And there was one individual with whom Jones had long understood clearly he had a very large account to settle, and towards the accomplishment of which all the main currents of his being seemed to bear him with unswerving purpose. For, when he first entered the insurance office as a junior clerk ten years before, and through a glass door had caught sight of this man seated in an inner room, one of his sudden overwhelming flashes of intuitive memory had burst up into him from the depths, and he had seen, as in a flame of blinding light, a symbolical picture of the future rising out of a dreadful past, and he had, without any act of definite volition, marked down this man for a real account to be settled.
"With that man I shall have much to do," he said to himself, as he noted the big face look up and meet his eye through the glass. "There is something I cannot shirk—a vital relation out of the past of both of us."
And he went to his desk trembling a little, and with shaking knees, as though the memory of some terrible pain had suddenly laid its icy hand upon his heart and touched the scar of a great horror. It was a moment of genuine terror when their eyes had met through the glass door, and he was conscious of an inward shrinking and loathing that seized upon him with great violence and convinced him in a single second that the settling of this account would be almost, perhaps, more than he could manage.
The vision passed as swiftly as it came, dropping back again into the submerged region of his consciousness; but he never forgot it, and the whole of his life thereafter became a sort of natural though undeliberate preparation for the fulfilment of the great duty when the time should be ripe.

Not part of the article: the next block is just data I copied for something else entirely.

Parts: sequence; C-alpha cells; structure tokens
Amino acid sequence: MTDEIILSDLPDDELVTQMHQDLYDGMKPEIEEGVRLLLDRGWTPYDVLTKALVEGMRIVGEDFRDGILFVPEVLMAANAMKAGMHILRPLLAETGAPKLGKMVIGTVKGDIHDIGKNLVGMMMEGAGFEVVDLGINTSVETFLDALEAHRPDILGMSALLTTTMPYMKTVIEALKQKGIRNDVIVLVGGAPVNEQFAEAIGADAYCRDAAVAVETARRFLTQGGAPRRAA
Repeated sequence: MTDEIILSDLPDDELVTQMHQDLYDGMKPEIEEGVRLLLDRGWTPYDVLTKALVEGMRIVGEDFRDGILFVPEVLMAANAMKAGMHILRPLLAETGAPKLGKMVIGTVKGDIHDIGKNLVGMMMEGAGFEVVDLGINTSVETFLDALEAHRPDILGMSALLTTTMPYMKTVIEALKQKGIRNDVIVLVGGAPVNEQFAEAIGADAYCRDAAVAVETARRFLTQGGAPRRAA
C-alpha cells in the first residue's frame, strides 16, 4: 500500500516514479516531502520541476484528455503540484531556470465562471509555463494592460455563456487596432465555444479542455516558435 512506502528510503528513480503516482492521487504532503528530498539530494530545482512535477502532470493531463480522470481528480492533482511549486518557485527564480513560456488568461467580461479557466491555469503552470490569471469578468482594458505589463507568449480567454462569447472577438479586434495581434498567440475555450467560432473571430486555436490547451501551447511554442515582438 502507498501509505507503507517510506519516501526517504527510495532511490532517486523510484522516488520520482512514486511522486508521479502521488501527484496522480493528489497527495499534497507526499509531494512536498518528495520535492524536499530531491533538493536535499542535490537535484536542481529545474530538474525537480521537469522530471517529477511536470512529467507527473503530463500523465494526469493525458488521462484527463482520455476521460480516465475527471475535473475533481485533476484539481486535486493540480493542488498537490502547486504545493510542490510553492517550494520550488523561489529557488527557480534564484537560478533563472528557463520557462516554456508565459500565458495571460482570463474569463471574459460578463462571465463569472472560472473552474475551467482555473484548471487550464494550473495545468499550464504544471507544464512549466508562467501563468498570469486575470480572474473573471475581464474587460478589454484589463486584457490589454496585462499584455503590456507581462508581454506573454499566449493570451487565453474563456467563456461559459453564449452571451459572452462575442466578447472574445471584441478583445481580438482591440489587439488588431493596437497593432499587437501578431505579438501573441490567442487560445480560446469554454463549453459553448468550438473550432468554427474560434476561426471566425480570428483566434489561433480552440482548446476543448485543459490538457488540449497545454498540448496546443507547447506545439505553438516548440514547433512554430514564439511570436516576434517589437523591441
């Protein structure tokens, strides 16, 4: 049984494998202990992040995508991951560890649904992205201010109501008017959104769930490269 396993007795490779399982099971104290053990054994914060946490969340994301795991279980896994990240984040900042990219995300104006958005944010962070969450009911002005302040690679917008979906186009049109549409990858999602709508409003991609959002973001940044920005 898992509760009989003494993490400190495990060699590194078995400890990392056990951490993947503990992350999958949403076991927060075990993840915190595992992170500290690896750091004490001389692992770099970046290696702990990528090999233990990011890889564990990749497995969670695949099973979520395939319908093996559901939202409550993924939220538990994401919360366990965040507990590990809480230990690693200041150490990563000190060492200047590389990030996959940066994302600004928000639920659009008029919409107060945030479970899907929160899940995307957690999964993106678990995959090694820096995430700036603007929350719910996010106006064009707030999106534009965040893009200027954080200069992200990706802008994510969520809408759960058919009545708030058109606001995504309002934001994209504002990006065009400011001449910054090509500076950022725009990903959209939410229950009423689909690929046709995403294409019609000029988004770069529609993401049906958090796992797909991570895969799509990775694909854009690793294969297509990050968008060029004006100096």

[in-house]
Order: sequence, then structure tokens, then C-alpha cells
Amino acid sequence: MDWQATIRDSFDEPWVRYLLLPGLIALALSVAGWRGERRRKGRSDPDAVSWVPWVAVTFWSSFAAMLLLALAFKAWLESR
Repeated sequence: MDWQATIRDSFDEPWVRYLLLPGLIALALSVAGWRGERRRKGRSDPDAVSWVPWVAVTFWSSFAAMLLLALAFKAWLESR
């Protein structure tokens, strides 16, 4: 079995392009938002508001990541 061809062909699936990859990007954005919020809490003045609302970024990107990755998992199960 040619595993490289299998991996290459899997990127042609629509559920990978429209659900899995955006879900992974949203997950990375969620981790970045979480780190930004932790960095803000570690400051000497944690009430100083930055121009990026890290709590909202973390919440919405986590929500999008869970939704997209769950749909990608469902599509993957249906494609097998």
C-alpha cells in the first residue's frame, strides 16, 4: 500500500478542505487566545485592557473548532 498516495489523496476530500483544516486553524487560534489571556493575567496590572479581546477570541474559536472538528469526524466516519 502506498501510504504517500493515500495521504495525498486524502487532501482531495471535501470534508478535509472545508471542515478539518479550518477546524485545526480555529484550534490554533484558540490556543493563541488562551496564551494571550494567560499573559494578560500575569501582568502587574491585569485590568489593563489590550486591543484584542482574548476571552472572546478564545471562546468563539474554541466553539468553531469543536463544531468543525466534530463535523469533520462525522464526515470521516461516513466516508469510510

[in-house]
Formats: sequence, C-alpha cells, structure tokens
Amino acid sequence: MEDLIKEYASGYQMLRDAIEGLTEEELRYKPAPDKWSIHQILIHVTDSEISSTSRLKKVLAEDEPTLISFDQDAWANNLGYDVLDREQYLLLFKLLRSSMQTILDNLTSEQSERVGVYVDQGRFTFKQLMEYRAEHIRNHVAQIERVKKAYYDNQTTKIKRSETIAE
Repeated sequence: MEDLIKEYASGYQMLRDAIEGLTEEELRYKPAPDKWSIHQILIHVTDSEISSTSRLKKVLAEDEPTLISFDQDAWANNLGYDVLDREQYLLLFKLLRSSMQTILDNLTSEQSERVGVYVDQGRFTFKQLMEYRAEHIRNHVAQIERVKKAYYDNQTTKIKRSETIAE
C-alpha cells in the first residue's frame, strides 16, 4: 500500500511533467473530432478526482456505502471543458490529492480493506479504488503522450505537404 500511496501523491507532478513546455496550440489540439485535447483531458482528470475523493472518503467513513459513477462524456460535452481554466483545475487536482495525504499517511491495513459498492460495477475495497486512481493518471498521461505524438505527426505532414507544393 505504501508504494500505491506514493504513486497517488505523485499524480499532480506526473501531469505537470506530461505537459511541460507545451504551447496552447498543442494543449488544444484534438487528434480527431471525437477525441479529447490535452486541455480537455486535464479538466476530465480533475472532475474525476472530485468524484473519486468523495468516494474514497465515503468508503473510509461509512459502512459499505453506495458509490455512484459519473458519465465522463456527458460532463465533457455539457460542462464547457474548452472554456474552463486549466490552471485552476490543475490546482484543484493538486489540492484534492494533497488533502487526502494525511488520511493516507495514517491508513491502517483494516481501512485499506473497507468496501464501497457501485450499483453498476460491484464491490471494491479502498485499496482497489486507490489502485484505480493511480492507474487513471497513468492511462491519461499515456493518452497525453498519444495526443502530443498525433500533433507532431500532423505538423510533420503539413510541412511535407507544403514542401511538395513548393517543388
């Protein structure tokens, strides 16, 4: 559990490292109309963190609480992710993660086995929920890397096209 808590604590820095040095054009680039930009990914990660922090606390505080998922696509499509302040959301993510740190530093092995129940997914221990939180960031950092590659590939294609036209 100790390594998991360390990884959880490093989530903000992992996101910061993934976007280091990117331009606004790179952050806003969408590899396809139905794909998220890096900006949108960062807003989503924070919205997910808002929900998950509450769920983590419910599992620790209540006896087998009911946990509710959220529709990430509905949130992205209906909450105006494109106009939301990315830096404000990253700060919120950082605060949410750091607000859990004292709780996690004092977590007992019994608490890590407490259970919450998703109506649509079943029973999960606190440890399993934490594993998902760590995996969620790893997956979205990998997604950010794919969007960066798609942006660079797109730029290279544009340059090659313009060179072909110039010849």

In those days—ten years ago—this man was the Assistant Manager, but had since been promoted as Manager to one of the company's local branches; and soon afterwards Jones had likewise found himself transferred to this same branch. A little later, again, the branch at Liverpool, one of the most important, had been in peril owing to mismanagement and defalcation, and the man had gone to take charge of it, and again, by mere chance apparently, Jones had been promoted to the same place. And this pursuit of the Assistant Manager had continued for several years, often, too, in the most curious fashion; and though Jones had never exchanged a single word with him, or been so much as noticed indeed by the great man, the clerk understood perfectly well that these moves in the game were all part of a definite purpose. Never for one moment did he doubt that the Invisibles behind the veil were slowly and surely arranging the details of it all so as to lead up suitably to the climax demanded by justice, a climax in which himself and the Manager would play the leading rôles.
"It is inevitable," he said to himself, "and I feel it may be terrible; but when the moment comes I shall be ready, and I pray God that I may face it properly and act like a man."
Moreover, as the years passed, and nothing happened, he felt the horror closing in upon him with steady increase, for the fact was Jones hated and loathed the Manager with an intensity of feeling he had never before experienced towards any human being. He shrank from his presence, and from the glance of his eyes, as though he remembered to have suffered nameless cruelties at his hands; and he slowly began to realise, moreover, that the matter to be settled between them was one of very ancient standing, and that the nature of the settlement was a discharge of accumulated punishment which would probably be very dreadful in the manner of its fulfilment.